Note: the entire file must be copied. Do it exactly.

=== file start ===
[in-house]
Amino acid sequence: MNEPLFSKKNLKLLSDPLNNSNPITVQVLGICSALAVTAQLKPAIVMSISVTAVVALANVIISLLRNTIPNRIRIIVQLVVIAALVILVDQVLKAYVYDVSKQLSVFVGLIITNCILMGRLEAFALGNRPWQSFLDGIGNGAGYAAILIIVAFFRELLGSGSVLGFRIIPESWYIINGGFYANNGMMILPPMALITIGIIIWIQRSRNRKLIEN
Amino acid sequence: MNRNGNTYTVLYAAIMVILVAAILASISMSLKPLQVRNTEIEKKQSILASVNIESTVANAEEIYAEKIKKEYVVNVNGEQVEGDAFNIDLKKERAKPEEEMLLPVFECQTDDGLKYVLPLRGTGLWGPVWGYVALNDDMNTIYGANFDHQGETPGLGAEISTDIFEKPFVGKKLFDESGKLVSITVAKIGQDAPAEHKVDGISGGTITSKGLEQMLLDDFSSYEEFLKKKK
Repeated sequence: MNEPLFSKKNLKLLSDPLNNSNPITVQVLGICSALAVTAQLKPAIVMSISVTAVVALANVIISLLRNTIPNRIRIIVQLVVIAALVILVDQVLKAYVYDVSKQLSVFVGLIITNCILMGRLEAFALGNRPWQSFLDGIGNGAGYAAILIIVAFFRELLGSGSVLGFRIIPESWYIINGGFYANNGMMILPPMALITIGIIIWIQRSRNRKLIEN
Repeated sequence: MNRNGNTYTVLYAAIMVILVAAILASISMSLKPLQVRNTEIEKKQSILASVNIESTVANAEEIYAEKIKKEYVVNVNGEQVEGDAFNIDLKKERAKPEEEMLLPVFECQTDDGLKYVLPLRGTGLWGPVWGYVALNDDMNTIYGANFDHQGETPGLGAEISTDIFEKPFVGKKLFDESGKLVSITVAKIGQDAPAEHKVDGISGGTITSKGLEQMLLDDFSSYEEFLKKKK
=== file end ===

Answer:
[in-house]
Amino acid sequence: MNEPLFSKKNLKLLSDPLNNSNPITVQVLGICSALAVTAQLKPAIVMSISVTAVVALANVIISLLRNTIPNRIRIIVQLVVIAALVILVDQVLKAYVYDVSKQLSVFVGLIITNCILMGRLEAFALGNRPWQSFLDGIGNGAGYAAILIIVAFFRELLGSGSVLGFRIIPESWYIINGGFYANNGMMILPPMALITIGIIIWIQRSRNRKLIEN
Amino acid sequence: MNRNGNTYTVLYAAIMVILVAAILASISMSLKPLQVRNTEIEKKQSILASVNIESTVANAEEIYAEKIKKEYVVNVNGEQVEGDAFNIDLKKERAKPEEEMLLPVFECQTDDGLKYVLPLRGTGLWGPVWGYVALNDDMNTIYGANFDHQGETPGLGAEISTDIFEKPFVGKKLFDESGKLVSITVAKIGQDAPAEHKVDGISGGTITSKGLEQMLLDDFSSYEEFLKKKK
Repeated sequence: MNEPLFSKKNLKLLSDPLNNSNPITVQVLGICSALAVTAQLKPAIVMSISVTAVVALANVIISLLRNTIPNRIRIIVQLVVIAALVILVDQVLKAYVYDVSKQLSVFVGLIITNCILMGRLEAFALGNRPWQSFLDGIGNGAGYAAILIIVAFFRELLGSGSVLGFRIIPESWYIINGGFYANNGMMILPPMALITIGIIIWIQRSRNRKLIEN
Repeated sequence: MNRNGNTYTVLYAAIMVILVAAILASISMSLKPLQVRNTEIEKKQSILASVNIESTVANAEEIYAEKIKKEYVVNVNGEQVEGDAFNIDLKKERAKPEEEMLLPVFECQTDDGLKYVLPLRGTGLWGPVWGYVALNDDMNTIYGANFDHQGETPGLGAEISTDIFEKPFVGKKLFDESGKLVSITVAKIGQDAPAEHKVDGISGGTITSKGLEQMLLDDFSSYEEFLKKKK